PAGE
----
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In an age-discrimination case brought by former FAA employees, the US will pay $44 million

The federal government has agreed to pay roughly $44 million to resolve allegations that it discriminated against hundreds of elderly workers by outsourcing their employment to the private sector 16 years ago.

Lawyers representing the 761 workers claim that the Federal Aviation Administration and the Transportation Department outsourced the positions because many of the employees were over 40 and were, or would soon be, eligible for full federal retirement benefits.

They worked as flight service professionals, which are air traffic controllers that provide weather, route, and emergency assistance information to private jet pilots. The Federal Aviation Administration (FAA) awarded Lockheed Martin a contract in 2005 to administer the experts' flight servicing facilities in all states except Alaska.

About 100 experts were permitted to stay at FAA and preserve their pensions due to congressional legislation, while 1,900 others, the most of whom were over the age of 40, were transferred to Lockheed. Some of them filed a lawsuit.

25 people will get enough service credit to qualify for an air traffic controller's retirement as part of a $43.8 million settlement announced Wednesday. According to the deal, the others would be compensated for missed retirement benefits from 2016 to 2020.

"We hope this serves as a warning to federal employers and all employers that, as our workforce becomes older, businesses should be particularly cautious about making personnel decisions like layoffs based on age," said Joseph Sellers, the employees' primary attorney.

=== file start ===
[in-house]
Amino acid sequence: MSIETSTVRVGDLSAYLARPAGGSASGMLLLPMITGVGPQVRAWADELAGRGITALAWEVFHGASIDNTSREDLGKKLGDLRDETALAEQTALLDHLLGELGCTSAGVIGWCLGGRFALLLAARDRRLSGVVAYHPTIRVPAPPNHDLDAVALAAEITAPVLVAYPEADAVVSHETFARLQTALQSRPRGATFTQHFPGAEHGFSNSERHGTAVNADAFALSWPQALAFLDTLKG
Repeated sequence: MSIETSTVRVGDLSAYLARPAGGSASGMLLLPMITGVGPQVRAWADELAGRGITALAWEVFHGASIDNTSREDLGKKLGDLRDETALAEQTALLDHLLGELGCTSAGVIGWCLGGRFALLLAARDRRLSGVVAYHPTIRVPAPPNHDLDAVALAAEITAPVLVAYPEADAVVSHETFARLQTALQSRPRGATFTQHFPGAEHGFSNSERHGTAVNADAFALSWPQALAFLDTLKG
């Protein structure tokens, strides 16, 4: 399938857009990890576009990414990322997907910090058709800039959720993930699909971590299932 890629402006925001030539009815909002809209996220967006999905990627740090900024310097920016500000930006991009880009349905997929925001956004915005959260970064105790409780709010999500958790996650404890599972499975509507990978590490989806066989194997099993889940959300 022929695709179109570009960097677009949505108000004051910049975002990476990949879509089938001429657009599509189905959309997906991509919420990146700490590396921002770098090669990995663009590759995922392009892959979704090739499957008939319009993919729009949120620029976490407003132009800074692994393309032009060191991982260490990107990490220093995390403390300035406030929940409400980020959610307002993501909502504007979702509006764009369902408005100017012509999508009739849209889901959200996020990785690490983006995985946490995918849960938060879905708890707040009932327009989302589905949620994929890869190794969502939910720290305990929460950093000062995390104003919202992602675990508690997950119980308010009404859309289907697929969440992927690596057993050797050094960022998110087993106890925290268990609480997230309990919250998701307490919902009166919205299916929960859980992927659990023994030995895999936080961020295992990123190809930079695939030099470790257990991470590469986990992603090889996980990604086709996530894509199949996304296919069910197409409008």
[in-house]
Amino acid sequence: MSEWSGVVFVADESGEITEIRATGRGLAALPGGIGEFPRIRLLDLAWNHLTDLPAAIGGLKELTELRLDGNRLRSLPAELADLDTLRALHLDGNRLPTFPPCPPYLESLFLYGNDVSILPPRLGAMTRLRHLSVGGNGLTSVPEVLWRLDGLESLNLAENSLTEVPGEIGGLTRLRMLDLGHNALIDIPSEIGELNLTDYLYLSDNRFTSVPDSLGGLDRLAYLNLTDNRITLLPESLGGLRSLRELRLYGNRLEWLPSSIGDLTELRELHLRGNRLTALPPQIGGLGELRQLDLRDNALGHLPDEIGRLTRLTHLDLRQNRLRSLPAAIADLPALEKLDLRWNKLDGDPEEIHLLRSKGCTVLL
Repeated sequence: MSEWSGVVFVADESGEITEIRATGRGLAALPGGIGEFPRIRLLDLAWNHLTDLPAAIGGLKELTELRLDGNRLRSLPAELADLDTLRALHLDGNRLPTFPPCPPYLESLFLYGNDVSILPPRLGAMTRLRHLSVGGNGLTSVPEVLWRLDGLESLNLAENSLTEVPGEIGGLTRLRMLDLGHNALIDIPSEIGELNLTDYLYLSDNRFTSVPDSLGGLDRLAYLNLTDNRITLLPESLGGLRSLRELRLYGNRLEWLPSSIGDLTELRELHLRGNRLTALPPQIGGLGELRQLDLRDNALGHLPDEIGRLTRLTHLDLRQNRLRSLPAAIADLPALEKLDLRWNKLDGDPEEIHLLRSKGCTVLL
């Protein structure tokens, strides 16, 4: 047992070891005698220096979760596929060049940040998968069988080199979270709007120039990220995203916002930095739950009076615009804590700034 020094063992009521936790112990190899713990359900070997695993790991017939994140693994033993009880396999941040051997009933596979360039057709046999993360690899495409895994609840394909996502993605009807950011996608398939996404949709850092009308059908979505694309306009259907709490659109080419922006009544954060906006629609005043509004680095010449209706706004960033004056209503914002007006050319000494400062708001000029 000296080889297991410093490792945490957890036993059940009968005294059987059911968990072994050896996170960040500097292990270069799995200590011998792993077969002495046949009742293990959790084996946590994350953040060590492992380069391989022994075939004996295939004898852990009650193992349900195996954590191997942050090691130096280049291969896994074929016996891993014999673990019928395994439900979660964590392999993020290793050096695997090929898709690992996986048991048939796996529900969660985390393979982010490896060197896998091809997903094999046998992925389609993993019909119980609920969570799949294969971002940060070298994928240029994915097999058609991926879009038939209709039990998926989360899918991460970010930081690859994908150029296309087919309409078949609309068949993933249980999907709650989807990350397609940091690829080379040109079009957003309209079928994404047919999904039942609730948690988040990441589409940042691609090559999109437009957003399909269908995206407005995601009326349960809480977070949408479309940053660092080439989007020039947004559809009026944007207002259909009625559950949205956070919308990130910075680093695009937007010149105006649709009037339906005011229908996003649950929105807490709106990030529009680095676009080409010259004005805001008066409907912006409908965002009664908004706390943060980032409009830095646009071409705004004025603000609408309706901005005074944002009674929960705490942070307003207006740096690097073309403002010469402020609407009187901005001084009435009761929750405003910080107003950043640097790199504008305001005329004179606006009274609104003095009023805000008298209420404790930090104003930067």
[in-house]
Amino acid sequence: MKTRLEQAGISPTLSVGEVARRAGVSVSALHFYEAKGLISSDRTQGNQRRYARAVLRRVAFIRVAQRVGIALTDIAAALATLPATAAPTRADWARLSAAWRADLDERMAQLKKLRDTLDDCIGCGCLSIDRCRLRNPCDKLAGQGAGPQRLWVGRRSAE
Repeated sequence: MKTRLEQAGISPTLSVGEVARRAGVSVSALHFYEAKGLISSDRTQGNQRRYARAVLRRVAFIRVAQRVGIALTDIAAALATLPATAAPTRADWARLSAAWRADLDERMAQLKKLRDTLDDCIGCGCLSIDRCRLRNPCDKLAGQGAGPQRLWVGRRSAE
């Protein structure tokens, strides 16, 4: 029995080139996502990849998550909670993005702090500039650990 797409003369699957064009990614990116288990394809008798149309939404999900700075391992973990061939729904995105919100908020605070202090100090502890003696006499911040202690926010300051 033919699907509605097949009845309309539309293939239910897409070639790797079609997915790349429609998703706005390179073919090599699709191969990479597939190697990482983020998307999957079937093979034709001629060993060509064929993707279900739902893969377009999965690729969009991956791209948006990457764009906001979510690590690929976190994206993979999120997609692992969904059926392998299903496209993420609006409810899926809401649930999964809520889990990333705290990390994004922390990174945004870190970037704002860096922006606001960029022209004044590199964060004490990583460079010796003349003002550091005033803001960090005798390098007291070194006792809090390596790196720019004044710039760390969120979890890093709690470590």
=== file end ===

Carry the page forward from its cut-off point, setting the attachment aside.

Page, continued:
Beyond the deal, in which the FAA and the Transportation Department denied any misconduct, the FAA declined to comment.

The FAA also cited a 2016 inspector general's report, which indicated that outsourcing the job helped the agency accomplish its savings goals. Over the course of ten years, Lockheed Martin consolidated offices and reduced the number of specialists by more than half, according to the report.

When the flight support experts' employment was shifted to Lockheed, where there were no pensions, only a 401(k) savings plan, and where their service time in the government didn't matter, Kate Breen was 45 and president of the union. She left Lockheed after a year and a half and worked part-time for the Postal Service and the Transportation Security Administration before returning to the FAA.

Breen is retiring for real this week, but she estimates that her traveling around cost her $20,000 per year in retirement benefits. Some of my old coworkers suffered far worse.

"This agreement serves to alleviate some of the sufferings... "They deserve far better than what they received," she continued, "but it's still not making everyone whole."

[Courtesy: U.S. News]

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